Country Roads: a Brisbane to Toowoomba road trip

A red bridge over a lake in the manicured Japanese Gardens, Toowoomba, Queensland

The most obvious route is not always the best one. Chris and Sarah take the long road to the Darling Downs and discover the interesting history and gourmet goodness of southern Queensland.

Mention southeast Queensland to people anywhere else in the country and they usually think of Brisbane and the Gold Coast. And fair enough, too, since both places are great for a holiday. But Chris and I are broadening our horizons and spending a few days checking out some of its country charms, driving from Brisbane to Toowoomba. You can go straight there and arrive in less than two hours, head north (see here for some places to see along the way) or go a long way south, check out a premier wine-growing region and take your time. And that’s what we’re doing. Once we’ve picked up our Apex Car Rentals vehicle at Brisbane Airport, we’re on our way.

Southern Way: Brisbane to Stanthorpe

Warwick Post Office

When I show Chris our route on the map app he thinks I’ve lost it. It’s 130 kilometres direct to Toowoomba, but we’re taking a 220-kilometre detour to Stanthorpe first. Set in the Granite Belt, it’s a place with a bit of everything – wineries, orchards, history and national parks.

About two hours after we set off, Chris pulls over in Warwick, one of Queensland’s first inland cities with sandstone heritage buildings still standing proudly in its streets. The attendant at the petrol station recommends Bluebird Kitchen & Smokehouse for lunch, and it doesn’t disappoint – I order chicken tacos and Chris has a burnt end brisket cheeseburger that he talks about for the next three days. It’s then only another 60 kilometres on to Stanthorpe.

A Vine Time: Stanthorpe to Texas

Banca Ridge Winery

The Granite Belt is known as one of Queensland’s best wine regions, with more than 30 vineyards. Chris is going to drive again today, so I get to imbibe in some of the spoils. After much deliberation – and plenty of good reviews online and from a couple of locals – we decide to head to Varias Restaurant. We feast on dishes created using produce grown in the local area and I try a couple of wines from the Banca Ridge Winery. Before heading out of town, we head to the top of Mount Marlay and do a short walk – be kind, it was a big lunch – around the summit to check out the views of the town.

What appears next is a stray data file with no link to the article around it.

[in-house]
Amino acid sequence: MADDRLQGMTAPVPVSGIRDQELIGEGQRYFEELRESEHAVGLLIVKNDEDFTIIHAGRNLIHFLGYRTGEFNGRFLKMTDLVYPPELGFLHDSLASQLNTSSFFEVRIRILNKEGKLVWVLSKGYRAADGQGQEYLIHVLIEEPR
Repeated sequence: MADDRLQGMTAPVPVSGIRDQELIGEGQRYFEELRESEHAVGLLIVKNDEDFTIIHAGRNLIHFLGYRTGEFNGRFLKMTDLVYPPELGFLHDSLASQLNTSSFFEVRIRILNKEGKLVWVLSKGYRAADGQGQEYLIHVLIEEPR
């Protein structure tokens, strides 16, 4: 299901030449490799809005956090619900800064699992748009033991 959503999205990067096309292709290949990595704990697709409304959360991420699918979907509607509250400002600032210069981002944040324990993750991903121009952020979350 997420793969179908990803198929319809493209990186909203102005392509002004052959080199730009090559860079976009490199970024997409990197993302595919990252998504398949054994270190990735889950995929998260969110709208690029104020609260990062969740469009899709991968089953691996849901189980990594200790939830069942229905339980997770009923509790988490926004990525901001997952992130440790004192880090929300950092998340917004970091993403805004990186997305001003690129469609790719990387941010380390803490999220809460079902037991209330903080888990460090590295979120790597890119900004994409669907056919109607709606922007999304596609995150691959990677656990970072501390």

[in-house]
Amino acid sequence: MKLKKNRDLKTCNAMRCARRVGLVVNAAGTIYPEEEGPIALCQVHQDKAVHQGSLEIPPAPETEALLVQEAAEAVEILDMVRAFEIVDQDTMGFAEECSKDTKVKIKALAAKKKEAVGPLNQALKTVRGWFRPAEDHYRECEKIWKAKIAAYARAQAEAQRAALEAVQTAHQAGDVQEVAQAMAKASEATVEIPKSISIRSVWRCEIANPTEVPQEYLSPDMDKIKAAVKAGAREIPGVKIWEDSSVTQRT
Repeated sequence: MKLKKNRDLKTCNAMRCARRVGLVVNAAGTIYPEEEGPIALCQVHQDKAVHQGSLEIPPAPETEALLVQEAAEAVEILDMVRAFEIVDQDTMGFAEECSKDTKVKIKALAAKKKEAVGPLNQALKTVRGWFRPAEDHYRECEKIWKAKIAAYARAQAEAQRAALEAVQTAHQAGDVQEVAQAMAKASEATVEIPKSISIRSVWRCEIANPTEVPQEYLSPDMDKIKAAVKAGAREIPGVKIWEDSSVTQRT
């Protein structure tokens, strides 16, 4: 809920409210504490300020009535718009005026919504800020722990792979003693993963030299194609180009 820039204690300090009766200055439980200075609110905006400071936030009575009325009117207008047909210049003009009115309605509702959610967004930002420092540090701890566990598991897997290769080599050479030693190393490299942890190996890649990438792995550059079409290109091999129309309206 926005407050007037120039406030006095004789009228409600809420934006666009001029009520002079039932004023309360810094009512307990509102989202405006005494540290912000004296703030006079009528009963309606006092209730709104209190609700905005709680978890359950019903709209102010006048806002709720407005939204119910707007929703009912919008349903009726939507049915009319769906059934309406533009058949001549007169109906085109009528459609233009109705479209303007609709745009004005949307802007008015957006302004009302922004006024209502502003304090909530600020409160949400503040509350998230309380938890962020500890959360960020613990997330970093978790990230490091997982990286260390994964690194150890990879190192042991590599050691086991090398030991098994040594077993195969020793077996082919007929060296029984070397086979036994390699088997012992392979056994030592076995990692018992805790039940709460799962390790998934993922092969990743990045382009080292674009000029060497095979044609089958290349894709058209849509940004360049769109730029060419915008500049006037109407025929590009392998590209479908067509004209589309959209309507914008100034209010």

Having always wanted to go to Texas – the place with big hats and college football teams – we decide to check out the Queensland town of the same name. It’s right on the border with NSW and, I suspect, not a lot like the Lone Star State, although this is cattle country. Texas used to be the centre of an important tobacco-growing region, and we stop by what was once the Police Barracks to check out the Texas Heritage Centre and Tobacco Museum.

Much to our surprise there’s also another industry long since gone. In the late 1920s, a rabbit plague overtook the region with those bad bunnies playing havoc with local farms. To combat the ravaging cottontails, the Texas Rabbit Works was opened. For three decades thousands of rabbits were trapped and sold to Europe and the USA, helping the community through the Great Depression. Thankfully, it’s been turned into a museum and Chris and I learn more about the struggle to keep rabbits at bay than we’ll probably ever need to know.

High Hopes: Texas to Toowoomba

Two people sitting on a grassy plateau overlooking rural views, Table Top Mountain, near Toowoomba, Queensland

After a day filled with history, today we are all about the great outdoors. First stop is the Inglewood Olive Walkway that follows Macintyre Brook through the groves before taking a loop around the town. Thankfully, on the town circuit, we find the Inglewood Coffee Shop & Tea Garden, a country cafe decorated with Elvis and old Hollywood memorabilia. Even better, it does a hearty, all-day breakfast, which is exactly what you need on a road trip. It’s a scenic, two-hour drive to Toowoomba, but it’s even more picturesque once we arrive. The city is famous for its beautiful gardens, and we take some burgers to Queens Park and eat them sitting beneath a huge tree while making plans.

The next morning we rise early to take on Table Top Mountain to the east. From a distance, you can’t miss it – it really does have a flat top, and you can climb right up there. But, it really is a steep climb. We get into the scrambling and rock hopping and, about half an hour later, arrive at the top. It’s well worth the effort. Although there is not a single tree at the top of the mountain, the views are extraordinary, taking in the whole Lockyer Valley. After such a huge effort, we deserve a treat and decide to check out a local craft brewery. At 4 Brothers Brewing, they do it right – a great range of bevvies, including a mango IPA, as well as awesome soaking-up food like cheese burgers and wings. It’s lunch with a little extra.